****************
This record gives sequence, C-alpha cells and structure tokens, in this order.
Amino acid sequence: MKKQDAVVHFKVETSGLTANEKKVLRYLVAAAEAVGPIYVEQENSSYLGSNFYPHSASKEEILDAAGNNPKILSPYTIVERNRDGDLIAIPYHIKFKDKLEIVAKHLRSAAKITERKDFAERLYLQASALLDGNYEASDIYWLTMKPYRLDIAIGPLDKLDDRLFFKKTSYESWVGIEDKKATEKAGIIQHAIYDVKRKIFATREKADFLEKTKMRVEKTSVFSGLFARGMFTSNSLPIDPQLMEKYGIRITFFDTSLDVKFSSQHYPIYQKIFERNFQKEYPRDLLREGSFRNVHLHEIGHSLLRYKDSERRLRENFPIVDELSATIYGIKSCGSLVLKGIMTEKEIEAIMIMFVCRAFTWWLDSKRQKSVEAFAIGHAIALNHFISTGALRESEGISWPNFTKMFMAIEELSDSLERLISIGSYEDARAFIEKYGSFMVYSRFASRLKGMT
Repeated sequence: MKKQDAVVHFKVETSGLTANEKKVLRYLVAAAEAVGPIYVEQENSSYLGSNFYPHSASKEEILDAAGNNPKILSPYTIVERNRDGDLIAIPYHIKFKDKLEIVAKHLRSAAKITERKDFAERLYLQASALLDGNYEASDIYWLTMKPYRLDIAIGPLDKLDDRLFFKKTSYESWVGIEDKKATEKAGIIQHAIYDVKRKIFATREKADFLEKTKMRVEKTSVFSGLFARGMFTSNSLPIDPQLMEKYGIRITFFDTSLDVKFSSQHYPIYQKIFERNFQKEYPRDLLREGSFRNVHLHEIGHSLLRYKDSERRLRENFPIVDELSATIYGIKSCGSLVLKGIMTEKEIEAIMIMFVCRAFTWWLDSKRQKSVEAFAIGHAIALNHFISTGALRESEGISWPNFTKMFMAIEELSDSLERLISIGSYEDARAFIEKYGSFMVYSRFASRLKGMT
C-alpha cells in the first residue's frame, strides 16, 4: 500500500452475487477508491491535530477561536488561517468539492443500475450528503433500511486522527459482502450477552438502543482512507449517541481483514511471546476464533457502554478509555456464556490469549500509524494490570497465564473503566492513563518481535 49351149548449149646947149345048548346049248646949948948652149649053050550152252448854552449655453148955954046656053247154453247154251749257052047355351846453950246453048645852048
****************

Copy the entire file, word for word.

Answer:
This record gives sequence, C-alpha cells and structure tokens, in this order.
Amino acid sequence: MKKQDAVVHFKVETSGLTANEKKVLRYLVAAAEAVGPIYVEQENSSYLGSNFYPHSASKEEILDAAGNNPKILSPYTIVERNRDGDLIAIPYHIKFKDKLEIVAKHLRSAAKITERKDFAERLYLQASALLDGNYEASDIYWLTMKPYRLDIAIGPLDKLDDRLFFKKTSYESWVGIEDKKATEKAGIIQHAIYDVKRKIFATREKADFLEKTKMRVEKTSVFSGLFARGMFTSNSLPIDPQLMEKYGIRITFFDTSLDVKFSSQHYPIYQKIFERNFQKEYPRDLLREGSFRNVHLHEIGHSLLRYKDSERRLRENFPIVDELSATIYGIKSCGSLVLKGIMTEKEIEAIMIMFVCRAFTWWLDSKRQKSVEAFAIGHAIALNHFISTGALRESEGISWPNFTKMFMAIEELSDSLERLISIGSYEDARAFIEKYGSFMVYSRFASRLKGMT
Repeated sequence: MKKQDAVVHFKVETSGLTANEKKVLRYLVAAAEAVGPIYVEQENSSYLGSNFYPHSASKEEILDAAGNNPKILSPYTIVERNRDGDLIAIPYHIKFKDKLEIVAKHLRSAAKITERKDFAERLYLQASALLDGNYEASDIYWLTMKPYRLDIAIGPLDKLDDRLFFKKTSYESWVGIEDKKATEKAGIIQHAIYDVKRKIFATREKADFLEKTKMRVEKTSVFSGLFARGMFTSNSLPIDPQLMEKYGIRITFFDTSLDVKFSSQHYPIYQKIFERNFQKEYPRDLLREGSFRNVHLHEIGHSLLRYKDSERRLRENFPIVDELSATIYGIKSCGSLVLKGIMTEKEIEAIMIMFVCRAFTWWLDSKRQKSVEAFAIGHAIALNHFISTGALRESEGISWPNFTKMFMAIEELSDSLERLISIGSYEDARAFIEKYGSFMVYSRFASRLKGMT
C-alpha cells in the first residue's frame, strides 16, 4: 500500500452475487477508491491535530477561536488561517468539492443500475450528503433500511486522527459482502450477552438502543482512507449517541481483514511471546476464533457502554478509555456464556490469549500509524494490570497465564473503566492513563518481535 49351149548449149646947149345048548346049248646949948948652149649053050550152252448854552449655453148955954046656053247154453247154251749257052047355351846453950246453048645852048